Scientists have developed a software that enables app developers to access the smartphone data they need for app functionality while assuring users that their private information is not being sold or misused. A sleep-monitoring app, for instance, might need to access the smartphones microphone, but only to register loudness, not to monitor conversations, researchers said.
An app developer could simply sample the microphone feed every minute or so, use PrivacyStreams software to transform the raw data to loudness and then send just the loudness data back to the smartphone for use by the app, they said. “We are creating a new way of doing programming that makes it easier for the developer and also enhances privacy,” said Jason Hong, associate professor at Carnegie Mellon University (CMU) in the US.
“And while PrivacyStreams is geared to mobile apps, I think we can apply the same idea to the internet of things, or to accessing historical data,” said Hong. “We are assuming that most app developers are not malicious and that they do not want to violate anyones privacy. Safeguarding privacy just is not always the thing that is uppermost in their minds,” said Yuvraj Agarwal, assistant professor at CMU.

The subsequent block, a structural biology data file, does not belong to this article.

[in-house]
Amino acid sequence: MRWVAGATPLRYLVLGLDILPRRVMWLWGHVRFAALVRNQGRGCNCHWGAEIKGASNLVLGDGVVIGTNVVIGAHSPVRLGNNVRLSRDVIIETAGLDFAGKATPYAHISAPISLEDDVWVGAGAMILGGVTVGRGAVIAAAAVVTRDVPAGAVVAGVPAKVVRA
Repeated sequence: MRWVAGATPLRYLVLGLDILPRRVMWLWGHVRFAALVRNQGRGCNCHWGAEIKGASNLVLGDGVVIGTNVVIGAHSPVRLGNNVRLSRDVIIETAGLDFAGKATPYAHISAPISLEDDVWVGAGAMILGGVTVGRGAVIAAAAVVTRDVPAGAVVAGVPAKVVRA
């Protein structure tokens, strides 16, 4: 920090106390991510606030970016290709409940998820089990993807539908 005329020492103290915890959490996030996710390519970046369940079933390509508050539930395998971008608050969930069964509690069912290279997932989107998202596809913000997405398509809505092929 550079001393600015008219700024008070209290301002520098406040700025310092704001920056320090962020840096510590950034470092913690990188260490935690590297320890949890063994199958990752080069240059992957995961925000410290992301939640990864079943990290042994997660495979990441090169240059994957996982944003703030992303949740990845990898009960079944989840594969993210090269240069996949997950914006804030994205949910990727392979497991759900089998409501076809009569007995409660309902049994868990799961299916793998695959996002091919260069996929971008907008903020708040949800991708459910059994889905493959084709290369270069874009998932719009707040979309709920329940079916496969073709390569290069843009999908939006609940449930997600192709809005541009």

“So if the developer wants to do the right thing, how do we help them? By saving them time,” said Agarwal. The PrivacyStreams library includes a number of programmes that can transform personal data into a desired output. A weather app, for instance, might need to access a smartphones location, but the output would only need to identify a city, a neighbourhood or other locality for a forecast.
“Instead of developers having to figure out all of this code themselves, we give it to them,” Hong said. Developers also have the opportunity to describe what the data is being used for, which can help users decide whether to install the app or provide permission to access certain data, said Yao Guo, associate professor at Peking University in China. Since PrivacyStreams is set up as a pipeline – raw data streams to the service, then is transformed and transmitted back to the app that requested it – the process can be audited to ensure that the data is used as described, he added.